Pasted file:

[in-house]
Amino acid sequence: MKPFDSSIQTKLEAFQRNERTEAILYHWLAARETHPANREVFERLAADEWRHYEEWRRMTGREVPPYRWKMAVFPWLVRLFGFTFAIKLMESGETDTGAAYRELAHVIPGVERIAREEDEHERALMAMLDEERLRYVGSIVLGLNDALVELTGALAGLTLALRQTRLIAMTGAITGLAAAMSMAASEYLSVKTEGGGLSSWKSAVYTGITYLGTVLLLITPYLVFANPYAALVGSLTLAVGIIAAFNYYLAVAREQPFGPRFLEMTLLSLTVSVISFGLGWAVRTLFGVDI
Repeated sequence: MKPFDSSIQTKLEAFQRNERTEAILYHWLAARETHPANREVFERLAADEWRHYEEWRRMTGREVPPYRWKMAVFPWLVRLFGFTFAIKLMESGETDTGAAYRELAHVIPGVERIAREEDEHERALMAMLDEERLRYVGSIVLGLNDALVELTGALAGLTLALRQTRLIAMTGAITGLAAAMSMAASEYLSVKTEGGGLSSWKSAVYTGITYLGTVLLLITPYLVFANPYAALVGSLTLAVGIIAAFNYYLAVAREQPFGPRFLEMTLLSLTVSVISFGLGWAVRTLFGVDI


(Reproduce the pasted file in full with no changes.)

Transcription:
[in-house]
Amino acid sequence: MKPFDSSIQTKLEAFQRNERTEAILYHWLAARETHPANREVFERLAADEWRHYEEWRRMTGREVPPYRWKMAVFPWLVRLFGFTFAIKLMESGETDTGAAYRELAHVIPGVERIAREEDEHERALMAMLDEERLRYVGSIVLGLNDALVELTGALAGLTLALRQTRLIAMTGAITGLAAAMSMAASEYLSVKTEGGGLSSWKSAVYTGITYLGTVLLLITPYLVFANPYAALVGSLTLAVGIIAAFNYYLAVAREQPFGPRFLEMTLLSLTVSVISFGLGWAVRTLFGVDI
Repeated sequence: MKPFDSSIQTKLEAFQRNERTEAILYHWLAARETHPANREVFERLAADEWRHYEEWRRMTGREVPPYRWKMAVFPWLVRLFGFTFAIKLMESGETDTGAAYRELAHVIPGVERIAREEDEHERALMAMLDEERLRYVGSIVLGLNDALVELTGALAGLTLALRQTRLIAMTGAITGLAAAMSMAASEYLSVKTEGGGLSSWKSAVYTGITYLGTVLLLITPYLVFANPYAALVGSLTLAVGIIAAFNYYLAVAREQPFGPRFLEMTLLSLTVSVISFGLGWAVRTLFGVDI